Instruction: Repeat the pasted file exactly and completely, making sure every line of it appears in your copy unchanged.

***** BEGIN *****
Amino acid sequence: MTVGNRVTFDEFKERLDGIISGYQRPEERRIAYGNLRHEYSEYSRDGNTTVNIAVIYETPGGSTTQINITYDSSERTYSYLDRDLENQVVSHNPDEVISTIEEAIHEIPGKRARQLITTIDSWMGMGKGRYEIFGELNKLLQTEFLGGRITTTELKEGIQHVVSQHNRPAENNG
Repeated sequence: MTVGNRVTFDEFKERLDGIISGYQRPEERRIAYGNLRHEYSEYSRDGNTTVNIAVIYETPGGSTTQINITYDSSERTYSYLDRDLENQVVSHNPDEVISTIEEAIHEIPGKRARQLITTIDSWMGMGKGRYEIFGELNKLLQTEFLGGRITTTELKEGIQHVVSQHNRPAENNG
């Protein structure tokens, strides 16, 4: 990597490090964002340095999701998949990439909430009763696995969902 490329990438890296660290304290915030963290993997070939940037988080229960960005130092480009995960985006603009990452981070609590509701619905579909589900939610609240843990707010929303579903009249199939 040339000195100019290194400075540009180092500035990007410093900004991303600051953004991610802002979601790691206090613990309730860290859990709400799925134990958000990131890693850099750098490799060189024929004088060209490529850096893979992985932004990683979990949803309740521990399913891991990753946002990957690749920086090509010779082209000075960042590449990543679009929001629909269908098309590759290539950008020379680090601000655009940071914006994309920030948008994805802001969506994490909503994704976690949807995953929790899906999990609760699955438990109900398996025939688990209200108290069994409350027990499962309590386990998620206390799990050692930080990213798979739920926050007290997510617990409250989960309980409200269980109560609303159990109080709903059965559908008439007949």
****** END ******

Amino acid sequence: MTVGNRVTFDEFKERLDGIISGYQRPEERRIAYGNLRHEYSEYSRDGNTTVNIAVIYETPGGSTTQINITYDSSERTYSYLDRDLENQVVSHNPDEVISTIEEAIHEIPGKRARQLITTIDSWMGMGKGRYEIFGELNKLLQTEFLGGRITTTELKEGIQHVVSQHNRPAENNG
Repeated sequence: MTVGNRVTFDEFKERLDGIISGYQRPEERRIAYGNLRHEYSEYSRDGNTTVNIAVIYETPGGSTTQINITYDSSERTYSYLDRDLENQVVSHNPDEVISTIEEAIHEIPGKRARQLITTIDSWMGMGKGRYEIFGELNKLLQTEFLGGRITTTELKEGIQHVVSQHNRPAENNG
């Protein structure tokens, strides 16, 4: 990597490090964002340095999701998949990439909430009763696995969902 490329990438890296660290304290915030963290993997070939940037988080229960960005130092480009995960985006603009990452981070609590509701619905579909589900939610609240843990707010929303579903009249199939 040339000195100019290194400075540009180092500035990007410093900004991303600051953004991610802002979601790691206090613990309730860290859990709400799925134990958000990131890693850099750098490799060189024929004088060209490529850096893979992985932004990683979990949803309740521990399913891991990753946002990957690749920086090509010779082209000075960042590449990543679009929001629909269908098309590759290539950008020379680090601000655009940071914006994309920030948008994805802001969506994490909503994704976690949807995953929790899906999990609760699955438990109900398996025939688990209200108290069994409350027990499962309590386990998620206390799990050692930080990213798979739920926050007290997510617990409250989960309980409200269980109560609303159990109080709903059965559908008439007949």